The worldwide glut of copper supply is poised to almost triple in 2014, driving prices to the lowest in at least three years at a time when the International Monetary Fund says economic growth will be weaker than forecast.
The surplus will reach a 13-year high of 272,000 metric tons, according to data from Barclays Plc and the International Copper Study Group in Lisbon. Codelco and Freeport-McMoRan Copper & Gold Inc., the biggest producers, are among those scheduled to add supply next year. The metal will drop as low as $6,450 a ton in 2014, or 10% less than last week’s close, the median of 22 analyst estimates compiled by Bloomberg shows.
New mines or expansions to existing pits from Mongolia to Indonesia to Chile will boost output as producers respond to prices that more than tripled in the past decade. Shortages occurred in seven of the past 10 years as the Chinese economy expanded almost sixfold. Mining companies are finally catching up just as growth in China, the world’s second-largest economy and consumer of two in every five tons, is projected to be the lowest in almost a quarter century.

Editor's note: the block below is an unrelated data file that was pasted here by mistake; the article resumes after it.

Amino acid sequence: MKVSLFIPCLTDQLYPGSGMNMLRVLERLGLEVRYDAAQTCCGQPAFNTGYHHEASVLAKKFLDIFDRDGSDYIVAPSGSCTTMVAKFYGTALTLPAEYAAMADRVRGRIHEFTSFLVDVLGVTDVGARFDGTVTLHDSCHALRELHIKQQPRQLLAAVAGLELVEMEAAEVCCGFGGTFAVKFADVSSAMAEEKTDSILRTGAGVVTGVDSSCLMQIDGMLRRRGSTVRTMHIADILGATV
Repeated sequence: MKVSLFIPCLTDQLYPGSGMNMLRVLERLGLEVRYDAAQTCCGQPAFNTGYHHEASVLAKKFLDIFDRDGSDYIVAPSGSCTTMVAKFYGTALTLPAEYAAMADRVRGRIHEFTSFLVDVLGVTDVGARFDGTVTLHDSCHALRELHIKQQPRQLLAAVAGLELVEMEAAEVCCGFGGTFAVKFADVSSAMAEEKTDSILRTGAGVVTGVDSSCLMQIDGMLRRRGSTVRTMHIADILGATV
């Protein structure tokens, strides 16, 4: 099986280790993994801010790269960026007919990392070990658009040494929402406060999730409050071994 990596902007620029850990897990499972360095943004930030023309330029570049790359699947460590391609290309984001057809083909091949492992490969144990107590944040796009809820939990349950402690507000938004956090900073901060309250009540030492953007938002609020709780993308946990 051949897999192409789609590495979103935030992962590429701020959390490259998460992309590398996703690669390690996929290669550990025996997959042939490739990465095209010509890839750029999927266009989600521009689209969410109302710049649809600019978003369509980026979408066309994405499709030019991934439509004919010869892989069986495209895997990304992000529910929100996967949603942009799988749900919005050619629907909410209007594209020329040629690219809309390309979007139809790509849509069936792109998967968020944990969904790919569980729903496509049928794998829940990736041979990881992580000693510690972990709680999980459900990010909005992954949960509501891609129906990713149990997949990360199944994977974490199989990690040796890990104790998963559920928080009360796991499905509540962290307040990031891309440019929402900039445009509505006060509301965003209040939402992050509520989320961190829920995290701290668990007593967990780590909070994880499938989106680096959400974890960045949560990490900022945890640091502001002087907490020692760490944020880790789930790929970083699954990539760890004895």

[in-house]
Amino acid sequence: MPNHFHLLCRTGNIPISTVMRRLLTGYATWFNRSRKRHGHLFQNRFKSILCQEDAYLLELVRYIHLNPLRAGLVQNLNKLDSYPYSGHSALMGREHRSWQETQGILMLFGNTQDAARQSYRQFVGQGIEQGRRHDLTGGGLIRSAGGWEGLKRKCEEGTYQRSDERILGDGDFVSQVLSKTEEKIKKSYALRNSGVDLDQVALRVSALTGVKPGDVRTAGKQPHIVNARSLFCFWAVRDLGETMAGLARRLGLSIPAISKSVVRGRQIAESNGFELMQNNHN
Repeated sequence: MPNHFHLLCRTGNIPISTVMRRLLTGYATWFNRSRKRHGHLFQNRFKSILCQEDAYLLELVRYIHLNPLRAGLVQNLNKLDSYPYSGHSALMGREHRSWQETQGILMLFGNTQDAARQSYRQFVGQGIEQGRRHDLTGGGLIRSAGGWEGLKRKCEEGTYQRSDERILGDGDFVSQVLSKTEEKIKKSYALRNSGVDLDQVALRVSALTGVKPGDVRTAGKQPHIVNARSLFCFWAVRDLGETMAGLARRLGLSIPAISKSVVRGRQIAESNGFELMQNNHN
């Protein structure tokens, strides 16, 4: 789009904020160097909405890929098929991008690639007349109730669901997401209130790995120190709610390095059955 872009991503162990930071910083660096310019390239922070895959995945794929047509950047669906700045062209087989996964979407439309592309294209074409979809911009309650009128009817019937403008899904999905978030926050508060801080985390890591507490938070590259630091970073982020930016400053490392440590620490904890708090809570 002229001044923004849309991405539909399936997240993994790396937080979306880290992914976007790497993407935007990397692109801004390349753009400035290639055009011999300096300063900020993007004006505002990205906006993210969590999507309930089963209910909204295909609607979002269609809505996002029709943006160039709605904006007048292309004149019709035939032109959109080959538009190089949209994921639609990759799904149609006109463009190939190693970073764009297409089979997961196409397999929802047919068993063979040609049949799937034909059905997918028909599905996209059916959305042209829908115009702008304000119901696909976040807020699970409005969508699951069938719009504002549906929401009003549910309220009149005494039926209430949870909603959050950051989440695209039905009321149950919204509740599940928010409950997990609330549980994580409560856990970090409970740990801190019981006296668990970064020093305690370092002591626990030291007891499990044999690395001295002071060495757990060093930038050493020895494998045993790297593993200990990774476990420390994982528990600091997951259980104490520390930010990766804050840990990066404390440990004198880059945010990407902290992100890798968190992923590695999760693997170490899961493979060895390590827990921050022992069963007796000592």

“We’ve got enough of a surplus to keep prices under pressure,” said Robin Bhar, an analyst at Societe Generale SA in London who has covered metals for about 25 years. “You’re going to have to see demand really surprise, which I don’t see given the economic environment, to knock those expectations seriously off course.”
Copper fell 8.7% to $7,243.25 on the London Metal Exchange this year, tumbling into a bear market in April. The LMEX index of six industrial metals dropped 9.3% because of surpluses in aluminum and nickel. The Standard & Poor’s GSCI gauge of 24 commodities declined 1.7%, the MSCI All- Country World Index of equities gained 14% and the Bloomberg U.S. Treasury Bond Index lost 2.6%.
Production will jump 5.1% this year and 4.9% in 2014, twice the pace in 2012, according to London-based Barclays. Growth in demand will slow to 4.1%, from 4.8% in 2013, expanding the surplus from 94,000 tons. Stockpiles in warehouses monitored by bourses in London, New York and Shanghai reached 934,654 tons in June, the most since 2003, according to data compiled by Bloomberg.
Barclays’s prediction for a bigger copper surplus in 2014 contrasts with its forecasts for smaller gluts in aluminum, nickel and zinc. Lead shortages will worsen and the deficit in tin will be little changed, the bank says.
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